To be Black in America is to literally feel greater pain than non-Hispanic white people and Latinxs do — at least if the pain is being inflicted by a white man wearing a white coat, if it’s happening in a lab, if it follows years of racial discrimination, and if the findings of a sobering study reported on Monday are correct.
Despite the persistence of the slavery-era myth that African Americans are less sensitive to pain than people of other backgrounds (as a large fraction of white laypeople, medical students, and hospital residents in a 2016 study believed), the science is unambiguous. African Americans, and in some studies Latinxs, report more pain from the identical stimulus (being touched with something very hot, for instance) than non-Hispanic white people. Yet somewhat surprisingly, when it seems that every mental and emotional experience has been analyzed with brain imaging, the neurobiological mechanisms for that heightened pain sensitivity have been unclear.
Hoping to remedy that, neuroscientist Elizabeth Losin of the University of Miami set out to examine brain activity when people of different ethnic backgrounds experienced the identical pain-inducing stimulus. She persisted for eight years, through funding denials (grant reviewers at the National Institutes of Health said she’d never be able to find enough Black participants around Denver), journal rejections, and a 2,000-mile move (she started the research at the University of Colorado).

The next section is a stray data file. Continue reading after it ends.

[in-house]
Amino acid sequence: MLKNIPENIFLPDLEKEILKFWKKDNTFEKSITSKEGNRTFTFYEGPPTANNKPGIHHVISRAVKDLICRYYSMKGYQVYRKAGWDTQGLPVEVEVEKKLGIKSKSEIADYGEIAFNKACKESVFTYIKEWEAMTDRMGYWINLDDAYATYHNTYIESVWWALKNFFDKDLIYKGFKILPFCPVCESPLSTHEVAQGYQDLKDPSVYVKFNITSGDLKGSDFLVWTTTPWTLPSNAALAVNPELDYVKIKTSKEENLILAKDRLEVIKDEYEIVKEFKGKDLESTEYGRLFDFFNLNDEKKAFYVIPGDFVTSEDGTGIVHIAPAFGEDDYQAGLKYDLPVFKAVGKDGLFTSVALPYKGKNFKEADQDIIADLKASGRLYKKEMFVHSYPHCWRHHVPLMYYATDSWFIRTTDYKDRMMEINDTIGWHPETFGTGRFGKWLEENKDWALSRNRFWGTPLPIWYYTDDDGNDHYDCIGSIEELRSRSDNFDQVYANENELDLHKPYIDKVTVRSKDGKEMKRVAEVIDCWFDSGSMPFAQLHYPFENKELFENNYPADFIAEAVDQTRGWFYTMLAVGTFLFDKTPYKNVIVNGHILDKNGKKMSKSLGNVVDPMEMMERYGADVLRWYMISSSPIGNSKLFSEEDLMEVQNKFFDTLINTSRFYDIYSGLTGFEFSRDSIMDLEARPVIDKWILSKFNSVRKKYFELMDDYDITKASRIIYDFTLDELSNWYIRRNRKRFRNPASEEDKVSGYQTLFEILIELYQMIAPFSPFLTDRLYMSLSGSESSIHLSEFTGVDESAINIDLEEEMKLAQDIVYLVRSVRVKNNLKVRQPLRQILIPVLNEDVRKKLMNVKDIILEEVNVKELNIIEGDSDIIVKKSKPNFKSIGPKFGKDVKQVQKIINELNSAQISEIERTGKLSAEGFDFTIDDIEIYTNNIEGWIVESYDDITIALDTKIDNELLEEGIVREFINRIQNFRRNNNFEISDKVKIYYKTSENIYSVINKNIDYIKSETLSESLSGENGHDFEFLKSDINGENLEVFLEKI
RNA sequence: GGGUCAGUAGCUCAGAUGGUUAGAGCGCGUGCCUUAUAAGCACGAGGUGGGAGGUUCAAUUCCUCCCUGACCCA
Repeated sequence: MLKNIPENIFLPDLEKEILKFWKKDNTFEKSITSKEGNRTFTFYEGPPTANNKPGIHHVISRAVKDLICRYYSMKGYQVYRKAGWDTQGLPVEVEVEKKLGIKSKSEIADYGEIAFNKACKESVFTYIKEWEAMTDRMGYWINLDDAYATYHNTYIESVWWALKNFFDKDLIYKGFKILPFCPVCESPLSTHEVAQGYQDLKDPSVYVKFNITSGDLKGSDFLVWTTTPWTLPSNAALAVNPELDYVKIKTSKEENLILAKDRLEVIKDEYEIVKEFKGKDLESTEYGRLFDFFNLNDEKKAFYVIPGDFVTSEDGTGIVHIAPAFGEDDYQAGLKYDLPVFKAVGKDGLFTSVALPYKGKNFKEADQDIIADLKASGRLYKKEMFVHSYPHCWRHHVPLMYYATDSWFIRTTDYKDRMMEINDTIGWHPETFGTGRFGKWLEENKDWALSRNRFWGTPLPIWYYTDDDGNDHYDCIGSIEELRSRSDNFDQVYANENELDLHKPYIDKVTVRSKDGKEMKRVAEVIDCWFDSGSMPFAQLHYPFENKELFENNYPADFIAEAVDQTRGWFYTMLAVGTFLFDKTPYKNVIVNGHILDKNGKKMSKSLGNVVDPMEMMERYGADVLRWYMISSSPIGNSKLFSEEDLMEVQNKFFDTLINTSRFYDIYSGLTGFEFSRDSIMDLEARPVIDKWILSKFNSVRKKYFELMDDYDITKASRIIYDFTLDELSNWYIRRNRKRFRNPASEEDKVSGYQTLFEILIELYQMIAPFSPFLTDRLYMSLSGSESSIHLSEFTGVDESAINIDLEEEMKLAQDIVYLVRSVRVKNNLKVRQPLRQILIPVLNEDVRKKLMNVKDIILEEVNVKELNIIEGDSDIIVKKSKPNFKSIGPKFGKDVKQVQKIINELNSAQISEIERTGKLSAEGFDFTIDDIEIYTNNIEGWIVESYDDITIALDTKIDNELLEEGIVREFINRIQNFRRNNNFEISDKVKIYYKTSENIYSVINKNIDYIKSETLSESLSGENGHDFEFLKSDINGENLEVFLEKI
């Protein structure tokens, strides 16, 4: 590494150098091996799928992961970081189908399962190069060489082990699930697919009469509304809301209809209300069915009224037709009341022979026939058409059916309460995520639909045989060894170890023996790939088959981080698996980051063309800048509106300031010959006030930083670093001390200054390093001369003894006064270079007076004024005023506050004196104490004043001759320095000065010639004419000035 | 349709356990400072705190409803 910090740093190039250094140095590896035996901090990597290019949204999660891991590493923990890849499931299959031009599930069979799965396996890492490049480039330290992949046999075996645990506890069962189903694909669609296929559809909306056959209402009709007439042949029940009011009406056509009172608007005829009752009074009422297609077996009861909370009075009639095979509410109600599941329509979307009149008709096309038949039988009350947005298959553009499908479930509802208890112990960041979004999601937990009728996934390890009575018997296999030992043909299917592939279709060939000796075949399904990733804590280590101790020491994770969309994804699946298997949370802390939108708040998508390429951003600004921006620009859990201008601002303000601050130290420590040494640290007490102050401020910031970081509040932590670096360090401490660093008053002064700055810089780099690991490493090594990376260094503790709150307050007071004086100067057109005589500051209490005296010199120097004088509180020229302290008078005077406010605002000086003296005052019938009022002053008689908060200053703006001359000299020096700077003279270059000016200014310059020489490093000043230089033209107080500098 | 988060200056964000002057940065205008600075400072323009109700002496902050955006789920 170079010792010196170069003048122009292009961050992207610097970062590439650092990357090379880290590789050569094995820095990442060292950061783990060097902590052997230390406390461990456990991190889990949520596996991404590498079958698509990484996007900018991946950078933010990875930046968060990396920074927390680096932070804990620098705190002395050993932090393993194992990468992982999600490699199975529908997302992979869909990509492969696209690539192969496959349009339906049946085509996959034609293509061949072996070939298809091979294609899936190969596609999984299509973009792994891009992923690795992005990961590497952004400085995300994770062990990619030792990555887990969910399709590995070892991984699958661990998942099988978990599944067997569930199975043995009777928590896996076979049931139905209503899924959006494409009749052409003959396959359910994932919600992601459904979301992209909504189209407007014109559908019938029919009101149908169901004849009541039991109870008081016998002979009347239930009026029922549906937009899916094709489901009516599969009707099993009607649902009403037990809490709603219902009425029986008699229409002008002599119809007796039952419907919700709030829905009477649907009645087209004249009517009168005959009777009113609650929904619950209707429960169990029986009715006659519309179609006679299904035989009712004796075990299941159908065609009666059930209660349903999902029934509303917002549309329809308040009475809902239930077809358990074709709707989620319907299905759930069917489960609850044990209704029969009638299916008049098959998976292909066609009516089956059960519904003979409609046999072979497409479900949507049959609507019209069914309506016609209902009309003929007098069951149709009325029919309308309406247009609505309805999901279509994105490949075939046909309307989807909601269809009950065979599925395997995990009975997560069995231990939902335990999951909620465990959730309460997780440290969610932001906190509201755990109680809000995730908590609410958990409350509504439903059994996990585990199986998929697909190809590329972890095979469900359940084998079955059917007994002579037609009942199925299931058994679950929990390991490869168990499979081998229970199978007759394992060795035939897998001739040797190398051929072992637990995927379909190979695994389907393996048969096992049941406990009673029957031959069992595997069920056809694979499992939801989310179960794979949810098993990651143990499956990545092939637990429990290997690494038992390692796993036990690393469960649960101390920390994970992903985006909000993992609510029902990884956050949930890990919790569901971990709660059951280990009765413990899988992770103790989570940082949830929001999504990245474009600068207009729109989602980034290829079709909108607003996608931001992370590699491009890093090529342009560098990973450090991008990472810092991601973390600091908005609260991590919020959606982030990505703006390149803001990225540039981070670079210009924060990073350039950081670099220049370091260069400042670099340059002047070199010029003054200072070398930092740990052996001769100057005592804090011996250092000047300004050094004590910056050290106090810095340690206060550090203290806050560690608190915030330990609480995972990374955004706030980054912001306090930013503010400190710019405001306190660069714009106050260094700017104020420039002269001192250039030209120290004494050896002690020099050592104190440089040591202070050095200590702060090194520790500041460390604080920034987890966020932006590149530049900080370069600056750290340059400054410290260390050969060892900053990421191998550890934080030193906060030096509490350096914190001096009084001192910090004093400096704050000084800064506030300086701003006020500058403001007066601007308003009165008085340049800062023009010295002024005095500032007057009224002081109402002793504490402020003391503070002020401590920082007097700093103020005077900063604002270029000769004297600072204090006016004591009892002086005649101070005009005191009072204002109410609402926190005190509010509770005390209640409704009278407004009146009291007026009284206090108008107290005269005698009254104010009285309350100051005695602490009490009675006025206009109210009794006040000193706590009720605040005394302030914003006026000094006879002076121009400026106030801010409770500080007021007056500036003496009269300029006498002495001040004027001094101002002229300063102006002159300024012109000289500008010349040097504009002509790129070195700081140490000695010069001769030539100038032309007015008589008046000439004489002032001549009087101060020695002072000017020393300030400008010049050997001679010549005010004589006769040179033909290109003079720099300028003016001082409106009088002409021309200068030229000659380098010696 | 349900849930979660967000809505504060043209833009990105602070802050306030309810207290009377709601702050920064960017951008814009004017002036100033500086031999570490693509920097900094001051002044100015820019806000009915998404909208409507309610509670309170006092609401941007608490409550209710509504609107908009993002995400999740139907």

“It’s been an extremely long labor of love,” she said. “But I think it’s important that the findings get out there.”
Losin and co-author Tor Wager of Dartmouth College believe their results, if replicated by others, have implications for clinical care. Doctors have historically undertreated pain in their Black patients, and often dismiss the pain of sickle cell disease patients as exaggerated or even faked. “That’s a striking contrast to what our studies show,” Wager said: “that African Americans are more sensitive to pain, and that it correlates with experiences of discrimination.”
Their findings, published in Nature Human Behaviour, start with how the participants Losin recruited — 28 African Americans, 30 Latinxs, and 30 non-Hispanic white people, all from around Denver — responded to having four spots on their left forearm touched with a device, called a thermode, heated to about 118 degrees F. (Dice-sized thermodes, heated to a precise temperature, are labs’ go-to pain sources.)
Using fMRI to scan the volunteers’ brains, the researchers saw that a circuit called the neurologic pain signature — which neuroscientist Wager found reflects the most basic aspects of pain perception — responded the same way in everyone.
Despite that, African Americans rated their pain roughly 5 points more intense, and 9 points more “unpleasant,” on a scale of 1 to 100. The more discrimination the African Americans reported having experienced in their lives, the more intensely they felt pain from the same amount of heat.